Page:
Updated from 11:53 a.m. EST
SAN FRANCISCO -- If it was anyone other than
CEO Steve Ballmer continuously beating his head against a wall, you'd tell him to stop.
At this point, however, isn't it really time to embrace this "other" Cult of Steve for the sheer passion and earnestness he brings to his role? He is, without a doubt, the
of CEOs -- a company cheerleader with the
to prove it.
The sooner that we all take part in bestowing upon Ballmer the mad genius designation, the sooner we can sit back and enjoy the ride, unworried about the hundreds of millions of dollars that he may pour into some ill-fated business strategies.
Wall Street Journal
reported, Microsoft has begun testing a new Internet search service, dubbed Kumo, as the company attempts to improve its third-place standing in Internet search market share.
Or put more correctly, Microsoft is attempting to gain more of the approximately 15% market share that is not taken by
-- the only portion that will be available for the foreseeable future.
On some common-sense level, away from the metrics and financial modeling, we all know how this is going to turn out. The search-engine battle is over, and Google has won it. The only real surprise, perhaps, has been that Yahoo!'s second-place standing seems to be much more secure, with the company's share holding firm in recent months at about 20%.
Part of Microsoft's fantasy regarding search is a) that the entire search experience can be improved, and b) that it can be done so to a discernible agree.
But search is a little past that, isn't it? Four of the top 9 searches on Google's most recent "Hot Trends" list were related to last night's episode of
. Do you really think people are turned off because the terms "Jimmy Kimmel Jason Mesnick" -- referring to said bachelor's appearance on the late night talk show -- only came up with 7,980 hits in 0.13 seconds.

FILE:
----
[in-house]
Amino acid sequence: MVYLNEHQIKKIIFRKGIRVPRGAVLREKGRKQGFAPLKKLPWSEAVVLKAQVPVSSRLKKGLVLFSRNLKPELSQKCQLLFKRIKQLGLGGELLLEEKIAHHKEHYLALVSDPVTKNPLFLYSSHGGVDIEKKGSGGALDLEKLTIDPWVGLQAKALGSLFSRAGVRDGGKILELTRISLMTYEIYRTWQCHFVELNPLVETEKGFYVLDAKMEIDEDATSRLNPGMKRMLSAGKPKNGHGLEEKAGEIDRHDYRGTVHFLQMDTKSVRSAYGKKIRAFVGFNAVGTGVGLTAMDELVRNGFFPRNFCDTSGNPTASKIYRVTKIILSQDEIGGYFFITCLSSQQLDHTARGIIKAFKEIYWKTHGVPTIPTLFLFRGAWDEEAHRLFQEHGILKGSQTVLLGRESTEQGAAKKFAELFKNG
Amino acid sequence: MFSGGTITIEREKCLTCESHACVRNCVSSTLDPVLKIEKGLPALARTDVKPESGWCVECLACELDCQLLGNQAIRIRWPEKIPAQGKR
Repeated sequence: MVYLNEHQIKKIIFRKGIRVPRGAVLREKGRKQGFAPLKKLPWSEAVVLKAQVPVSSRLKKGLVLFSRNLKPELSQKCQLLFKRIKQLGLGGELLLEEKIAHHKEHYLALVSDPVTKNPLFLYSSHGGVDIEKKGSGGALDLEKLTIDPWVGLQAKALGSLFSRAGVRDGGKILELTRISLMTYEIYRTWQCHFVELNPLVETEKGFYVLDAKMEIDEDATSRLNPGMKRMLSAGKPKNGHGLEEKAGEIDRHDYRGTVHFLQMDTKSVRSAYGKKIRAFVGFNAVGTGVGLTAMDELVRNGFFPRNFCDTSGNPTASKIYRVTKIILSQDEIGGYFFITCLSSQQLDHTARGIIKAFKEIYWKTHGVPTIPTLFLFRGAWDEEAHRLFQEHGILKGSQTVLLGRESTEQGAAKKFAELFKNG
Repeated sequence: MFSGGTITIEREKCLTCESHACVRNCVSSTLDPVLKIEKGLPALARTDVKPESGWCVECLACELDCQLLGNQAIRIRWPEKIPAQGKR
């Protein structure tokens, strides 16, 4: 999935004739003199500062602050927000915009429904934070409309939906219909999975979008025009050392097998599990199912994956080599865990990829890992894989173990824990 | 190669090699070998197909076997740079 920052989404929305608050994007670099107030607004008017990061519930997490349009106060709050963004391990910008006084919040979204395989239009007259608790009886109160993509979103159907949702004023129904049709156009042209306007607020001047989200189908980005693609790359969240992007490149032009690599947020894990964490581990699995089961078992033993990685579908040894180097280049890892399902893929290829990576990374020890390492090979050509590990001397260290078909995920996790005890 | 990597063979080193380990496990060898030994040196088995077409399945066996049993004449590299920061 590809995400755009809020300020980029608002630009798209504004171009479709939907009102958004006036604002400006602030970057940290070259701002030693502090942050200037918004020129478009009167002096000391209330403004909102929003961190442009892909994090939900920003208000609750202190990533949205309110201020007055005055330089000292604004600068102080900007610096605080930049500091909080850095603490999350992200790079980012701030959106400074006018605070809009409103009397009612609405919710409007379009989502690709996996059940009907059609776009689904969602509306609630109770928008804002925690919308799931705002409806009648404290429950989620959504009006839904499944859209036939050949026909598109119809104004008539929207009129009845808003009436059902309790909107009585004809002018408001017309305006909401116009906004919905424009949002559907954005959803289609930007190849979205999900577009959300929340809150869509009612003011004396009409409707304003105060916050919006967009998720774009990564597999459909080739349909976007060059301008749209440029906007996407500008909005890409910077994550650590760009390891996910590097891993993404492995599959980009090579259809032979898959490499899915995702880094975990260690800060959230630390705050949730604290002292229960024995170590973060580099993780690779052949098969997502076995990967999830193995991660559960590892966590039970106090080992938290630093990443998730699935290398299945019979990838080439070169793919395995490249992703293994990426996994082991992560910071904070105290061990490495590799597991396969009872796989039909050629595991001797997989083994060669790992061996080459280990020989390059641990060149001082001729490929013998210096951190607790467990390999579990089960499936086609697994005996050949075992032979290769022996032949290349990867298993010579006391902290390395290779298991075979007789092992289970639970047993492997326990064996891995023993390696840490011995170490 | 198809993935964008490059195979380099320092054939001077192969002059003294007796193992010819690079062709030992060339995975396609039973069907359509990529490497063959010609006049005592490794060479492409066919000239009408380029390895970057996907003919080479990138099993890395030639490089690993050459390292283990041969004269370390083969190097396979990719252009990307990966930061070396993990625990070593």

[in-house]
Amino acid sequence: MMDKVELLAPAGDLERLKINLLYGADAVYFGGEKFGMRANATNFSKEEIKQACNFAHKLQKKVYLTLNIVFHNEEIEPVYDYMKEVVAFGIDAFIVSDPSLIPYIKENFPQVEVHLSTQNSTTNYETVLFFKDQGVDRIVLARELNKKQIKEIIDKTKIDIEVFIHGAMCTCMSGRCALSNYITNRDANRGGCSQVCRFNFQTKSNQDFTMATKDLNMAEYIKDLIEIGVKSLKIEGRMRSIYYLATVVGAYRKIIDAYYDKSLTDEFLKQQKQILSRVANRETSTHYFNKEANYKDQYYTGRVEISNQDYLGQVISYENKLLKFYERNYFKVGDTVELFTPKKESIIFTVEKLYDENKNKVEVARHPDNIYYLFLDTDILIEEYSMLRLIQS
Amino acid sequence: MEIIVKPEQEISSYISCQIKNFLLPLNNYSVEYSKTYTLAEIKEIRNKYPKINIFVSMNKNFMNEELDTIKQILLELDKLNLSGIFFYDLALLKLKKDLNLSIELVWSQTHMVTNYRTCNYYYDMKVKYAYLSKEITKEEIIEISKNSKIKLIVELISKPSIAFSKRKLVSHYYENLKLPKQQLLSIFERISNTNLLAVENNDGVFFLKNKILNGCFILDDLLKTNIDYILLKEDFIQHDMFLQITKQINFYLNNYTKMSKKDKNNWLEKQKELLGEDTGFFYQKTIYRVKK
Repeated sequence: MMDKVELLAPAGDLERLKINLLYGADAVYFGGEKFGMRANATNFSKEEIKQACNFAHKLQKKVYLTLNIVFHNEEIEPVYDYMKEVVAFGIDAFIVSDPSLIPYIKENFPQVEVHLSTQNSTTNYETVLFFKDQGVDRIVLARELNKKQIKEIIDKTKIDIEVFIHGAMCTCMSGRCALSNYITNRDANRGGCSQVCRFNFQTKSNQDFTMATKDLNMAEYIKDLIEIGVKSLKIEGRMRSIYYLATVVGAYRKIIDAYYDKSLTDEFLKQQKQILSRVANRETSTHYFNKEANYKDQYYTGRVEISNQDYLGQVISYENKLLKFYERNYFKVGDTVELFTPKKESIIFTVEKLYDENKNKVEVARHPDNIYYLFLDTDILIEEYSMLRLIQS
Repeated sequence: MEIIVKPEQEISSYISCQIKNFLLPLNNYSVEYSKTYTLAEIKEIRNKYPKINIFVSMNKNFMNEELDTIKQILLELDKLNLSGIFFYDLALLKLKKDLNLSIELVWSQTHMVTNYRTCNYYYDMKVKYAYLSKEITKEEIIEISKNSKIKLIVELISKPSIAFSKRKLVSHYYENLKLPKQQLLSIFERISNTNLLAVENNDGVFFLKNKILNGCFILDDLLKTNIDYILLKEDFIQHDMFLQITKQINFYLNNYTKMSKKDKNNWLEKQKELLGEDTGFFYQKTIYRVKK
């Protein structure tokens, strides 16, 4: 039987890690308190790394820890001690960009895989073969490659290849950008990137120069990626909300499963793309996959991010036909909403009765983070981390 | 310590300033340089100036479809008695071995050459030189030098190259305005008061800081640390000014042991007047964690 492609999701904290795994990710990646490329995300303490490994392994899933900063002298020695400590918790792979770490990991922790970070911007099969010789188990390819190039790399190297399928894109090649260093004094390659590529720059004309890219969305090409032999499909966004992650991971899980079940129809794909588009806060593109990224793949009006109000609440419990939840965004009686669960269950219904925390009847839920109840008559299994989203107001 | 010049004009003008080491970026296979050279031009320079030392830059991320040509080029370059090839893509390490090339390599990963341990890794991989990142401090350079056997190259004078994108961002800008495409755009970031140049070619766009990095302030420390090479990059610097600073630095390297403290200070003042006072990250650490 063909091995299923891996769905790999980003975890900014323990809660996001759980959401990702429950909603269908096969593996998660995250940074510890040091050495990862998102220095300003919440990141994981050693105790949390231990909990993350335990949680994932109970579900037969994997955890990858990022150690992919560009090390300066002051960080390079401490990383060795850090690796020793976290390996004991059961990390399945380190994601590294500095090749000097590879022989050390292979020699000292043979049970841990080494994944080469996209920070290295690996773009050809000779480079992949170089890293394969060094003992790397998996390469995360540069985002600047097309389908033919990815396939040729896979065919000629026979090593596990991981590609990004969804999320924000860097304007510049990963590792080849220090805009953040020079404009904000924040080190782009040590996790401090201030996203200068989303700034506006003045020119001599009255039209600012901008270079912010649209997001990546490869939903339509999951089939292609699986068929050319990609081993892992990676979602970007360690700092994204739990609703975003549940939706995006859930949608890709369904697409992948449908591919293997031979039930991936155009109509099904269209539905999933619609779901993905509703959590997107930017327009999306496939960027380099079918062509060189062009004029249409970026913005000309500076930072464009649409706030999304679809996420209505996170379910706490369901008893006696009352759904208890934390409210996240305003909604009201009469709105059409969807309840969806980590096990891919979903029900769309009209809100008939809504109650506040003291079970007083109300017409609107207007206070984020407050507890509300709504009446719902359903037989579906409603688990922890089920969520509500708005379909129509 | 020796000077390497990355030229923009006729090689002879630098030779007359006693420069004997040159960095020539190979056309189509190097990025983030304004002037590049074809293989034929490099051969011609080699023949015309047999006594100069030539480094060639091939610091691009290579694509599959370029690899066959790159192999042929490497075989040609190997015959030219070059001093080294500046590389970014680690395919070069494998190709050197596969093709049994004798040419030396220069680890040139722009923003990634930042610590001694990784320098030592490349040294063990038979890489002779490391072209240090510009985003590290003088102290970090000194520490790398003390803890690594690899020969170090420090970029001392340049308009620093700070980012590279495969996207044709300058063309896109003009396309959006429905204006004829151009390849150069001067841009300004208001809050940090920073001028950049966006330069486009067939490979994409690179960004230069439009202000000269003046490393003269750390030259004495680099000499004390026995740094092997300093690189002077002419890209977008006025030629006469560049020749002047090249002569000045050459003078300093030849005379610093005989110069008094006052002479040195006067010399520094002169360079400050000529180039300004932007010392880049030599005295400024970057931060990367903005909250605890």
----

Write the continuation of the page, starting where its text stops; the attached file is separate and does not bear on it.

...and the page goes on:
Are we really lacking here?
What has been learned from the short race to the finish in search is that, underneath Google, market share is doled out based on overall strength in online presence. This is ultimately why Yahoo! has remained where it is. It's also why the leverage has changed between the two companies for any kind of future search-operations merger. We have found ourselves asking, who needs whom here?
It's that weakness in Microsoft's overall online business that is the larger concern. In the company's recent second-quarter earnings report, Microsoft's online division posted an operating loss of $471 million, bringing the company's year-to-date loss to $950 million. For a division that's only supplying 5% of company revenue, that's an unfortunate cash drain.
And it doesn't look to be reversing anytime soon. Collins Stewart analyst Sandeep Aggarwal suggested on Tuesday that, barring a deal with Yahoo!, the company's online division will continue to suffer from a limited reach of end-users, a small scale of advertisers, no material gains in search queries, and insignificant international presence.
On the other hand, Microsoft and Ballmer are between a rock and a hard place. The company's core business, of course, is selling its Windows, Office and server operating system software to a now-quaint PC universe that has been the standard for more than 20 years.
As the PC market goes -- and it currently isn't -- so goes Microsoft's profit potential. While a positive reception to the company's release of Windows 7 may change some timing of computer purchases, the drab macro-economic outlook is running the show for now.
Microsoft has figured out that, despite its Old World beginnings, the online world has to be part of its future. But so far, it's been too little, too late, and too much money spent.
Such is the irony of being the Google of operating systems.